- A also applies, or would apply, the PCP to (i) persons who have the same disability and (ii) persons who do not have that disability
- B does not have that disability
- the PCP puts, or would put, persons with that disability at a particular disadvantage when compared with persons who do not have it
- the PCP puts, or would put, B at substantively the same disadvantage as persons who do have that disability, and
- A cannot show the PCP is a proportionate means of achieving a legitimate aim.
If claimant does not have “disability” within EqA
S.19A (above) may allow a claim by a person who suffers substantively the same disadvantage as those with a particular disability, but does not themself have a disability within the EqA definition. Therefore, as well as other types of EqA claim (including s.19), it may be prudent to add a claim under s.19A, in case the employer or service provider etc argues that the claimant’s stammer is not a disability as defined. (See below on a possible argument limiting s.19A claims based on disability: Argument that reasonable adjustment would have been made?)
Example: A person who stammers finds a voice recognition telephone system inaccessible, and claims indirect discrimination. The service provider argues that the claimant’s stammer does not meet the EqA definition of disability. Even if the service provider were to succeed in that argument, the person should have a claim under s.19A if (broadly) the system puts at a disadvantage people whose stammer does fall within the EqA, and the system puts the claimant at substantively the same disadvantage, unless the service provider shows the system is objectively justified (ie a proportionate means of achieving a legitimate aim).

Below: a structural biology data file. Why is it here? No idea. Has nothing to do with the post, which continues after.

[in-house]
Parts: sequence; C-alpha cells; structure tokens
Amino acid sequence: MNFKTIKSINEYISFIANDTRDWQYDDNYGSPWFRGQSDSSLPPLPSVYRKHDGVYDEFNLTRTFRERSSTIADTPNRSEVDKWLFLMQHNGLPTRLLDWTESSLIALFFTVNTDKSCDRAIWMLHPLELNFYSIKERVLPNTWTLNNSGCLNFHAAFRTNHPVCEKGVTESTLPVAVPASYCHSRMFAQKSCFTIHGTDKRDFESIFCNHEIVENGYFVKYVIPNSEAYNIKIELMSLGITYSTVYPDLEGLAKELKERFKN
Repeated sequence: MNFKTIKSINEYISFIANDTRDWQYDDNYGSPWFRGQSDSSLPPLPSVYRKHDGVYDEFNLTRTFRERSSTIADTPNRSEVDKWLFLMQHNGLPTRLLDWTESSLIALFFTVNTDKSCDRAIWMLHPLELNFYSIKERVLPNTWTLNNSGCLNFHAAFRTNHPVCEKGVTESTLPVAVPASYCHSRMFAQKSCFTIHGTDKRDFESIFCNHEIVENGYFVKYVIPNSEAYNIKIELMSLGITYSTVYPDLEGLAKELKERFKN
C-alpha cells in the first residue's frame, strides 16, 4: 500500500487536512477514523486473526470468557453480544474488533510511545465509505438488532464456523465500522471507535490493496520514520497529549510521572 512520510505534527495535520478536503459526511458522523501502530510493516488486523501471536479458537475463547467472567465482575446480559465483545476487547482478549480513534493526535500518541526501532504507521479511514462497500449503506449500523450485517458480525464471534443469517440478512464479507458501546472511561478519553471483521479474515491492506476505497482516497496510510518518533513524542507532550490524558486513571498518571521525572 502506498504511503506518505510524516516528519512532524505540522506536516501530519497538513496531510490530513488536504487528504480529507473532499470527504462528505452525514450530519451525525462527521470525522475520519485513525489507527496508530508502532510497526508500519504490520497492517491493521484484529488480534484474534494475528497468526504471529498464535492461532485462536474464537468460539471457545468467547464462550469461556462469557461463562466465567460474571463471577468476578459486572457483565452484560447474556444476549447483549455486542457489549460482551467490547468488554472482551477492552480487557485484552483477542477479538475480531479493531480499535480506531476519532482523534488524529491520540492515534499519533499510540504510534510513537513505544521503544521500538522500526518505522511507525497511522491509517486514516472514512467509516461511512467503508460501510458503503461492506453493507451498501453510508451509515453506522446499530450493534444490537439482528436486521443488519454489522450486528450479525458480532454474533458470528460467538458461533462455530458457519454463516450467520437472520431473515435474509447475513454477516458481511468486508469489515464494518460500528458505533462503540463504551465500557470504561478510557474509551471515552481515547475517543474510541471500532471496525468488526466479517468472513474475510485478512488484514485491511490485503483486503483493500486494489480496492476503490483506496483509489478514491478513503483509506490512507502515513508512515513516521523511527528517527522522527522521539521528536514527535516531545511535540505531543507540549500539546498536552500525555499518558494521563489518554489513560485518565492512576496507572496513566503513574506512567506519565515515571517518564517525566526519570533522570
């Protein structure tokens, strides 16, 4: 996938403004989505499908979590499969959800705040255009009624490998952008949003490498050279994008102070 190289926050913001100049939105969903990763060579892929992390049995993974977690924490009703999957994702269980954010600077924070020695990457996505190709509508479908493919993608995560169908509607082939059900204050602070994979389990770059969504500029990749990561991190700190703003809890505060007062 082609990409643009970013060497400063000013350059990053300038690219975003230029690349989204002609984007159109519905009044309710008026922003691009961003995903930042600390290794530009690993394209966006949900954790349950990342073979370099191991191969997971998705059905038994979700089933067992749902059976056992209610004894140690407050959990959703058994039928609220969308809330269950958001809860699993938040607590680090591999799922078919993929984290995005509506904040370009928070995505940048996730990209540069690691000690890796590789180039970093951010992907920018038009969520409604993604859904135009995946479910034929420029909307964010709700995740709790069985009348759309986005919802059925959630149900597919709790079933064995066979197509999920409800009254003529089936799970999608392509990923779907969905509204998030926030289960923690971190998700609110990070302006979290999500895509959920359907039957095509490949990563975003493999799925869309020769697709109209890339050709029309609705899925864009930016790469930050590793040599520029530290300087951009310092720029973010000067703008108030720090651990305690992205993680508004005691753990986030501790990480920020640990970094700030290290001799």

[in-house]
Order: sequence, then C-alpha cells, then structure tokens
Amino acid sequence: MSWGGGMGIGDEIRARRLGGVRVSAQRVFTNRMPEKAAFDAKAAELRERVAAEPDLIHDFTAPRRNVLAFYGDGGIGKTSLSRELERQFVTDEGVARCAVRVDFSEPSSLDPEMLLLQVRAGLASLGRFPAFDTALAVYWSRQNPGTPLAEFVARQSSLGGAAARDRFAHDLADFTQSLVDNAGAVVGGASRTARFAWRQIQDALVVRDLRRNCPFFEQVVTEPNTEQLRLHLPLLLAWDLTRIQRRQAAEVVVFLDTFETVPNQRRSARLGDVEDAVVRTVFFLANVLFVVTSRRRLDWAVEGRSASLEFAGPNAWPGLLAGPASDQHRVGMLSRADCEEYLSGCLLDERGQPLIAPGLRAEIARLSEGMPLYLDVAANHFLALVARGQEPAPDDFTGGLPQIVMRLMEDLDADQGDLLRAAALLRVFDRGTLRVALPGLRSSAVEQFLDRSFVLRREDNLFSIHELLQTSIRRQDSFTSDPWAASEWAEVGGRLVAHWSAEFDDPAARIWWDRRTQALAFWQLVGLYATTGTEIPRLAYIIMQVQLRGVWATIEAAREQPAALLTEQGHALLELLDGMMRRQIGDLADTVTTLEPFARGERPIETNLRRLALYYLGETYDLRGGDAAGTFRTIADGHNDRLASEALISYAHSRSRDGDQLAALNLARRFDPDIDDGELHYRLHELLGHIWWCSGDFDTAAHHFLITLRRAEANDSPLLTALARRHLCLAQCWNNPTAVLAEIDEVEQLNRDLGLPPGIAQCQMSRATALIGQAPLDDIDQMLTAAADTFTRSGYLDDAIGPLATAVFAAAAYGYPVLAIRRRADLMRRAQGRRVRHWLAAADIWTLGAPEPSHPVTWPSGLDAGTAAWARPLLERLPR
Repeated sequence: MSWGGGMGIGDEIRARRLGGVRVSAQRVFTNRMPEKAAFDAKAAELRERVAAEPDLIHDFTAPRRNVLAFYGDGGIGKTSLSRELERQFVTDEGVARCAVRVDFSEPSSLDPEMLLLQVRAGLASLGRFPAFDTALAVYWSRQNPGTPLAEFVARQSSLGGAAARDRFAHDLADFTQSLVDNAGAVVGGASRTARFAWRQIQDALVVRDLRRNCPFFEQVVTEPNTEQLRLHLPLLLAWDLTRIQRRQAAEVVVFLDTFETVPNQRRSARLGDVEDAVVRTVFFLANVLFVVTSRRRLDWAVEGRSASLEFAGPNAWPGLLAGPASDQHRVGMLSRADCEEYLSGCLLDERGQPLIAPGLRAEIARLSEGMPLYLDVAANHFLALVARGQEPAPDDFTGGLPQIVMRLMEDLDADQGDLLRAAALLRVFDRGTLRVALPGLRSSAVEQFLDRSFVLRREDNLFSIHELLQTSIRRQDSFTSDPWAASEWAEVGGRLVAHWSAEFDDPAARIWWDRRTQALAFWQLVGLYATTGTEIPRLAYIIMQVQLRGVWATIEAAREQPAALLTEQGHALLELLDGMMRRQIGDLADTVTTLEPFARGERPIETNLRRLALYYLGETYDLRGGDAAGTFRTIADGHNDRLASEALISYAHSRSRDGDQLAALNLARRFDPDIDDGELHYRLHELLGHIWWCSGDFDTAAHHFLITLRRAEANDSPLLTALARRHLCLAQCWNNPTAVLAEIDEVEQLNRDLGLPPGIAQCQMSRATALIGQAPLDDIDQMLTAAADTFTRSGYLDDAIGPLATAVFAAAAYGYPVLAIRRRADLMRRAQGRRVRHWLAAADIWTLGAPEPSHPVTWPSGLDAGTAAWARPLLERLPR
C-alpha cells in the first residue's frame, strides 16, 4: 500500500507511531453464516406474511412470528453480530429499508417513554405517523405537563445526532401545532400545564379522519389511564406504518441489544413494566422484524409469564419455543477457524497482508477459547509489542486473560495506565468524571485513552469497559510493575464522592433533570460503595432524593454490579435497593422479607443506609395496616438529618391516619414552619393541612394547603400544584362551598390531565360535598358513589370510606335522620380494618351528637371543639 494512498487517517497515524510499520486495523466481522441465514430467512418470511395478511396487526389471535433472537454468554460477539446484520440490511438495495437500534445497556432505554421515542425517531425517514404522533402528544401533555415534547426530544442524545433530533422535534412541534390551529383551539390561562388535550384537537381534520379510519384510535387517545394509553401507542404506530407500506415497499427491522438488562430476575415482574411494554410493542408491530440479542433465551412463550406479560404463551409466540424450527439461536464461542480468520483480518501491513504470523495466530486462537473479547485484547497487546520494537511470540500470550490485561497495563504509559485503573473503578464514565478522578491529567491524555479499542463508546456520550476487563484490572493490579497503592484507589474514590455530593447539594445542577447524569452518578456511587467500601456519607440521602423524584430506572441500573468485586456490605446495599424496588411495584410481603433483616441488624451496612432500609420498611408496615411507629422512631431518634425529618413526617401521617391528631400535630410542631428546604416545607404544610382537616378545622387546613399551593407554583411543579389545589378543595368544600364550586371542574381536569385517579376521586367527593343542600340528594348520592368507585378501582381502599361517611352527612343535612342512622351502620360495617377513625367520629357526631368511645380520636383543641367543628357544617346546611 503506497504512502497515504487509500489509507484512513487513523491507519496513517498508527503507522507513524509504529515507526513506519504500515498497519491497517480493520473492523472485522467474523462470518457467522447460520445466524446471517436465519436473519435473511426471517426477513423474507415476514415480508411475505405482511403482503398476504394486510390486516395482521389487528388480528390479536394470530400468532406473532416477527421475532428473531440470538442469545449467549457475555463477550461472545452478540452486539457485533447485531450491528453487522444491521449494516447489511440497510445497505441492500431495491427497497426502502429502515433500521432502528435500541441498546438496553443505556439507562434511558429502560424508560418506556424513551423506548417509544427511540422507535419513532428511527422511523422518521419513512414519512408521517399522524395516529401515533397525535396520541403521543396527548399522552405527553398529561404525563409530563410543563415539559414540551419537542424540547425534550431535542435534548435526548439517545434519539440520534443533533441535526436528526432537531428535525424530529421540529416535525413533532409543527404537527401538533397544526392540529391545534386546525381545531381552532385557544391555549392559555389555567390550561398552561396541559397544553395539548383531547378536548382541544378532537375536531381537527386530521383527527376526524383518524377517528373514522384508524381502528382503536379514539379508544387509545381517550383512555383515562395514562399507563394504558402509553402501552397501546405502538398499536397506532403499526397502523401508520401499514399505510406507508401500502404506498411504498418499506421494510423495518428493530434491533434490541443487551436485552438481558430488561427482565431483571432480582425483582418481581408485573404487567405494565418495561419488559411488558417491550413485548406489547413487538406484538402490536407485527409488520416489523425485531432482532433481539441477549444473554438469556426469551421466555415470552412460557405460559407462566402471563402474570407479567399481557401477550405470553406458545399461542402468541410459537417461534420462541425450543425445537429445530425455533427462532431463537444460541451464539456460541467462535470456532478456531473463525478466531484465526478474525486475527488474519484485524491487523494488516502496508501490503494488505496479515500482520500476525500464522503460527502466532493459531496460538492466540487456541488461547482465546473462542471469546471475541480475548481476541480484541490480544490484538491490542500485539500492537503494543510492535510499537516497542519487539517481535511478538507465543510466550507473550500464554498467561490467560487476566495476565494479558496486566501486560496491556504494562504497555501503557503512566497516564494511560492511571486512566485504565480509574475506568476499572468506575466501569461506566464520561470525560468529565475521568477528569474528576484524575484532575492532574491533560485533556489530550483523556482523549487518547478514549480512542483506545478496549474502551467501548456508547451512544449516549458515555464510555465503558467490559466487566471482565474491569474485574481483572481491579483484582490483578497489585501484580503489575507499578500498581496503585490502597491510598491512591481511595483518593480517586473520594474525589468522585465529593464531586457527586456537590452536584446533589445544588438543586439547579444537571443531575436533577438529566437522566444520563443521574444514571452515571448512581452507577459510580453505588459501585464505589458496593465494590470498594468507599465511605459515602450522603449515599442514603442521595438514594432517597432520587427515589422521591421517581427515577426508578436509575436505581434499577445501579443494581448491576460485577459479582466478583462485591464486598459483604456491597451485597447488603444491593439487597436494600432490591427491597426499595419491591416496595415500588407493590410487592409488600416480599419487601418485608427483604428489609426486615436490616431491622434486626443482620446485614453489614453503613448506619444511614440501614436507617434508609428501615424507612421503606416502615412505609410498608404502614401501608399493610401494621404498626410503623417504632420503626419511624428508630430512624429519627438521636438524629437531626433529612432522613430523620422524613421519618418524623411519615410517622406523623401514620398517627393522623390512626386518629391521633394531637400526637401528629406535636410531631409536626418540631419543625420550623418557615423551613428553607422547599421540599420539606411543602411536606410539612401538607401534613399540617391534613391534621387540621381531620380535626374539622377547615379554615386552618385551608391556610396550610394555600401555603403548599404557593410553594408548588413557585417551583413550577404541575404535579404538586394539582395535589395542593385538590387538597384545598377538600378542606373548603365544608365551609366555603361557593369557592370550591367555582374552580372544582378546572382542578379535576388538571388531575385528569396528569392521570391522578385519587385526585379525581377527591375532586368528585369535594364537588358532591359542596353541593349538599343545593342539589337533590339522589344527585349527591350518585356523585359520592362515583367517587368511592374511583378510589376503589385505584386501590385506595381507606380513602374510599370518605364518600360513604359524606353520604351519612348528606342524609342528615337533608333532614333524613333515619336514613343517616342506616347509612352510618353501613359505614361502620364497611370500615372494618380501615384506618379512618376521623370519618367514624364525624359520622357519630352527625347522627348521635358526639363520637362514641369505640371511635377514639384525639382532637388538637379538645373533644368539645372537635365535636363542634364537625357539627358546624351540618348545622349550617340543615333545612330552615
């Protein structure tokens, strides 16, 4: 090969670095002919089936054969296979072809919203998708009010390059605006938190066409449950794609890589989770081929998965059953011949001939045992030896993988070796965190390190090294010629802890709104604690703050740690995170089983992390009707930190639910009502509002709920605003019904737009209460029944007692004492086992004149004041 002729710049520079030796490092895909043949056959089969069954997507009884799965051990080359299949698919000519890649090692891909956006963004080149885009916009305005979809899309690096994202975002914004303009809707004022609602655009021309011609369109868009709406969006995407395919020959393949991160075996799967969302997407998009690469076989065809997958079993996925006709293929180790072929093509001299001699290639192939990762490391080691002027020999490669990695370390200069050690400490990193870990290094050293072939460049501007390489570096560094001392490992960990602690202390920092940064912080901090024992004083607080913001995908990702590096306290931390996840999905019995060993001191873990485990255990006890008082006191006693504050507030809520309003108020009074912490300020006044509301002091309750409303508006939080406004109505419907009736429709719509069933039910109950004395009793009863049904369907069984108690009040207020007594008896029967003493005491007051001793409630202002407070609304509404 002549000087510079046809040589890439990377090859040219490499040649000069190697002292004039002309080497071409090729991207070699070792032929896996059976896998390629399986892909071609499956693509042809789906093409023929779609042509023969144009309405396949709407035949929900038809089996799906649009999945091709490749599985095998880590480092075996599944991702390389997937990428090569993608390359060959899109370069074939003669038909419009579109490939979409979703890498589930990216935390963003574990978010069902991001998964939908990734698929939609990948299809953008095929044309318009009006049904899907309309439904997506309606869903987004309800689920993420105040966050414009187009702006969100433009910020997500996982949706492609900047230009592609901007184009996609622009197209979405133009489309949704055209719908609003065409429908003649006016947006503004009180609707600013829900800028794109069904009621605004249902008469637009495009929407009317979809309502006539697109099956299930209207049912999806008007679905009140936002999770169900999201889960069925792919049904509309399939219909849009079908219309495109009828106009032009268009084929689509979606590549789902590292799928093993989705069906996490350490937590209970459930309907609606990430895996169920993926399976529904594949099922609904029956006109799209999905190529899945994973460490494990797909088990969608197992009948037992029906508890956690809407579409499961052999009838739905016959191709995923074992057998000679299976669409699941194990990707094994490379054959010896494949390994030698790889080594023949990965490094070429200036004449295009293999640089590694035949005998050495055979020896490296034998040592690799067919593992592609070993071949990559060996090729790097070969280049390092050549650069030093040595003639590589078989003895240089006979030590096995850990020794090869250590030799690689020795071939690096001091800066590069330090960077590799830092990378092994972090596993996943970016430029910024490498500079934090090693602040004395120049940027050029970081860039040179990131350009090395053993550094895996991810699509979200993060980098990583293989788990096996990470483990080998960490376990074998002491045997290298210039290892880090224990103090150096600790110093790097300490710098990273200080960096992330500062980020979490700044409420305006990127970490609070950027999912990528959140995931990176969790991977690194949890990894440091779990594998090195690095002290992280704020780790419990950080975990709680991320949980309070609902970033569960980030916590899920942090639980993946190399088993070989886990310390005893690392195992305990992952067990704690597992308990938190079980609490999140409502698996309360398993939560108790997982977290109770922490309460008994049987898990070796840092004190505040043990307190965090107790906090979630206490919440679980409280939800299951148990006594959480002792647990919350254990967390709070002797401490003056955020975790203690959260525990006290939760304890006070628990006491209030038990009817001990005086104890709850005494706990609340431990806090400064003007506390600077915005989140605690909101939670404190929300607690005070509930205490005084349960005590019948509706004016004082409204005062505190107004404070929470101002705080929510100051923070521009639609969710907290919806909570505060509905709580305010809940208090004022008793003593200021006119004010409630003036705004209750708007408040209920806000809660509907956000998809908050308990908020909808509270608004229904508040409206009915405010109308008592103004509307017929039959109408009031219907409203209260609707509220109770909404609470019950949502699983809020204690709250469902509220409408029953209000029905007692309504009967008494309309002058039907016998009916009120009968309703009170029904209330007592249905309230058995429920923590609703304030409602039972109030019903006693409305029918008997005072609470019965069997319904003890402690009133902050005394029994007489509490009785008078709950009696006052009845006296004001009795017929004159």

However, a person without an EqA disability could not claim for failure to make reasonable adjustments within s.20 EqA: Discrimination by association>Does not apply to reasonable adjustments or discrimination arising from disability.
Example: Assessment criteria or practices in a university oral assessment disadvantage people who stammer, eg by taking fluency into account (University>Oral exams and assessed presentations, including adjustments). Even if the university succeeded in an argment that the claimant’s stammer was not within the EqA, the student may have a claim under s.19A if the criteria or practice is unjustified, on the basis that the student is put at substantively the same disadvantage as people whose stammer falls within the EqA.
A court might refuse to accept the stammer is a disability because, for example, the court considers the activities in which the stammer has a more than minor or trivial effect are not normal day-to-day. This is less likely to be relevant in an employment claim (including a claim against a professional exam body) where normal day-to-day activities are taken to include most work-related activities: Disability: ‘Normal day-to-day activities’>EU law: ‘normal day-to-day activity’ is very wide in employment claims. That wider definition of disability in employment claims should make it more likely that a disadvantage caused by a workplace PCP means the stammer (or other impairment) has the required substantial effect on normal day-to-day activities.
A court might also refuse to accept the stammer is a disability within the EqA if the stammer has only very recently started, and there is not sufficient evidence that (as at the time of the discrimination) its effect “may well” last 12 months so as to be “long-term”. This issue of whether the effect is “long-term” can more commonly apply to mental health conditions like depression or stress, where quite often a tribunal is not satisfied that the effect is long-term. Again, the person may be able to claim under s.19A if the PCP puts them at substantively the same disadvantage as people with a particular disability (the effect of which is long-term), even though the tribunal finds the claimant not to have a disability within the EqA definition.